How does Lettuce Chlorosis Virus affect Cannabis and Hemp Plants?

Cannabis and hemp plants that are infected early will have stunted growth, but may not show visual signs until a few weeks into flowering. Those visual signs of LCV infection include yellow, rolling, brittle leaves. While the infection does not kill cannabis and hemp plants, it significantly affects yield. Plant will produce smaller flowers with fewer trichomes, cannabinoids, and terpenes.

How does Lettuce Chlorosis Virus spread?

Studies have shown that LCV can be transmitted from plant to plant via pests, specifically the whitefly. There have also been claims that the virus can be transmitted via water.

More commonly, LCV can is spread through cloning when cuttings are taken from an infected mother. And because symptoms of LCV often present in the flowering stage, it can be hard to identify infected mother plants. This is especially true when infection occurs later in the plant’s development, since stunted growth will not be as apparent.

How can Lettuce Chlorosis Virus be Controlled?

Once a cannabis or hemp plant is infected with LCV, it can only be eliminated from the plant via tissue culture. Cultivators should screen mother plants with qPCR tests to make sure any cuttings that are taken will be virus free. If the mother does have LCV, cultivators can use tissue culture to eliminate the virus and produce a new, healthy mother. Cultivators can also screen incoming clones with qPCR assays to make sure they are not introducing infected plants to their grow.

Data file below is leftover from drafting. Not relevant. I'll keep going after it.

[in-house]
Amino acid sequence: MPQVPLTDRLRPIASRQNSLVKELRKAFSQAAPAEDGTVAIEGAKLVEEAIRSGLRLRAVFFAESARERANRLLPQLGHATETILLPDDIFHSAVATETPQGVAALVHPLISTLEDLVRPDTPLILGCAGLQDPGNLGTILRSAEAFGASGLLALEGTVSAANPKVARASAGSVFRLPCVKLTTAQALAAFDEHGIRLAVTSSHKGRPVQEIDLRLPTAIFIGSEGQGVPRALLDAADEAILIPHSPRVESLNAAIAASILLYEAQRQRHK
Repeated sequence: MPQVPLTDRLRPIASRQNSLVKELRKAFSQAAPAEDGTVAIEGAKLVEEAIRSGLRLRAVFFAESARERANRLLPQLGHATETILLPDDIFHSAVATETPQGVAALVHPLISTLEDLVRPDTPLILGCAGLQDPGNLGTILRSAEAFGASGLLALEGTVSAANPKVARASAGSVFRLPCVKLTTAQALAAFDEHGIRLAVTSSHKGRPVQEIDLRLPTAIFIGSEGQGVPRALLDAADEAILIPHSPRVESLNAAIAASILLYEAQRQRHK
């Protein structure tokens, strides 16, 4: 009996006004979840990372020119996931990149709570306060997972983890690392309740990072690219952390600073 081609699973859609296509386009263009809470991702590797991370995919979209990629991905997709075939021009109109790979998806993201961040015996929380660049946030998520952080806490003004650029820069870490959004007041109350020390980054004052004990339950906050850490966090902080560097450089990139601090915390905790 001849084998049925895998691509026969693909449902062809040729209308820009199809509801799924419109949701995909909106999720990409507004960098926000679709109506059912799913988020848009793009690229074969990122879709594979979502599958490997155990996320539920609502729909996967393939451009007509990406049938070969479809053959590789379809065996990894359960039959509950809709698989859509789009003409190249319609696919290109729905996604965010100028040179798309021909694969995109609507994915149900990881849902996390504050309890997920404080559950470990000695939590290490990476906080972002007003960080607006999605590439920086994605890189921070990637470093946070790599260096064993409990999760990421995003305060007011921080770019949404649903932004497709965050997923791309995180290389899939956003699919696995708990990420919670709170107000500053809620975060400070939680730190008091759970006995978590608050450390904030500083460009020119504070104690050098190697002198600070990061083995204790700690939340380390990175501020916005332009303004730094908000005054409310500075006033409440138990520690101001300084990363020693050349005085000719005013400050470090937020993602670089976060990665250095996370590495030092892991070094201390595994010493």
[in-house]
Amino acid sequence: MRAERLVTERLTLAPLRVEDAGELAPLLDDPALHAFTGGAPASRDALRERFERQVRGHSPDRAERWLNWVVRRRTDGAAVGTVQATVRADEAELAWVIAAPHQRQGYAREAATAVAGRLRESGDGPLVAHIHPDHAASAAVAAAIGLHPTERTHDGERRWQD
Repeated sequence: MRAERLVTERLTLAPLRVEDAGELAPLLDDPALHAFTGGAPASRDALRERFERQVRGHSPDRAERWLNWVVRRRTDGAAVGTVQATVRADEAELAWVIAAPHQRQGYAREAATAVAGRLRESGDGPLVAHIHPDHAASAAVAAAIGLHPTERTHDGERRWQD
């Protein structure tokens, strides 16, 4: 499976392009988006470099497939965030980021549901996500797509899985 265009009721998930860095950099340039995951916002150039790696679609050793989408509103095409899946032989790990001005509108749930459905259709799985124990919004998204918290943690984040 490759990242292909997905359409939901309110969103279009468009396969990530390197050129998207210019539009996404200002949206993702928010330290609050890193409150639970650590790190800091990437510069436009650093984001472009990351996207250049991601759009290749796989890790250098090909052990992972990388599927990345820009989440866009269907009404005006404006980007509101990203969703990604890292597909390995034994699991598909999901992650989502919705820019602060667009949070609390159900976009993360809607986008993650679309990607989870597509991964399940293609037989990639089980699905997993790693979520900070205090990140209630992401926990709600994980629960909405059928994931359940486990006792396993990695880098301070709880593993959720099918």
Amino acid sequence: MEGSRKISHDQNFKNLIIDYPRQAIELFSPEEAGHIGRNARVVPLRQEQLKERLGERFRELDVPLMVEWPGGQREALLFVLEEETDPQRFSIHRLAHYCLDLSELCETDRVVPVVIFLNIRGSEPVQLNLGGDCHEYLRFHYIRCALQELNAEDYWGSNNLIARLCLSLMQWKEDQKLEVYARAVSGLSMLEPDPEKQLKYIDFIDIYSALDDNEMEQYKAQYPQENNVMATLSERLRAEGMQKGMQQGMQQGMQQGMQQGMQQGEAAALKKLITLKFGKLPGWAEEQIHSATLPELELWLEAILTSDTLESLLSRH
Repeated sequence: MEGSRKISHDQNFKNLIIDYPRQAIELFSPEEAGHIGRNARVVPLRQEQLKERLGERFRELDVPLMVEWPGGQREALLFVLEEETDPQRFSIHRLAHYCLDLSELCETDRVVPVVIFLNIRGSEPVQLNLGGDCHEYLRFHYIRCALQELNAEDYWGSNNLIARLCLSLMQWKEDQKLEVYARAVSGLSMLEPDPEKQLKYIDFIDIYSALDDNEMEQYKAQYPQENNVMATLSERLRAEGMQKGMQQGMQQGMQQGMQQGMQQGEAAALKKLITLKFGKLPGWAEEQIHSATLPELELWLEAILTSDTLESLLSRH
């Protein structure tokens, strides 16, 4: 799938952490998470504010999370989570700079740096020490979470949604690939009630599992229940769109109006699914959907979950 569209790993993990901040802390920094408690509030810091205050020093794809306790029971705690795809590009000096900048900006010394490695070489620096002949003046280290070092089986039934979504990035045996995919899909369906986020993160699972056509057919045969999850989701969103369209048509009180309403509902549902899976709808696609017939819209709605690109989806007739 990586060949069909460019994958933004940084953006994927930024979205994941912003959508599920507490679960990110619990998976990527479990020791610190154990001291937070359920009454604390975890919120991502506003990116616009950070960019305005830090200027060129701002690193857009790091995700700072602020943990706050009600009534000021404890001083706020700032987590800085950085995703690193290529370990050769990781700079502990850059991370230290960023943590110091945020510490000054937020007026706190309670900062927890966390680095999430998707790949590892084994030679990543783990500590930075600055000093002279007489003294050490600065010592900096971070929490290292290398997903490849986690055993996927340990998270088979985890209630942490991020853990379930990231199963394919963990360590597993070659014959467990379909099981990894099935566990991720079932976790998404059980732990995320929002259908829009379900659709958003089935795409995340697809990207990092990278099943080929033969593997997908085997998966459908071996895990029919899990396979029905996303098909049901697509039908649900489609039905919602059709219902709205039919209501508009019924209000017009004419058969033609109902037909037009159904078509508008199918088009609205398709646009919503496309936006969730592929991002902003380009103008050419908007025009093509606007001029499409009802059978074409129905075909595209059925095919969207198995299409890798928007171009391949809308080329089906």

Cannabis Cryptic Virus

Cannabis cryptic virus (CCV) is a double-stranded RNA virus and a member of the Partitiviridae family. Researchers detected CCV in leaves showing signs of hemp streak virus; however, the presence of CCV alone did not cause streak symptoms. It’s possible that CCV interacts with other fungal pathogens to produce disease symptoms in cannabis and hemp plants, which is why monitoring the presence of CCV could be valuable. Furthermore, CCV can be vertically transmitted through seeds, which means breeders may want to screen plants before crossing.

*NEW* Viruses and Viroids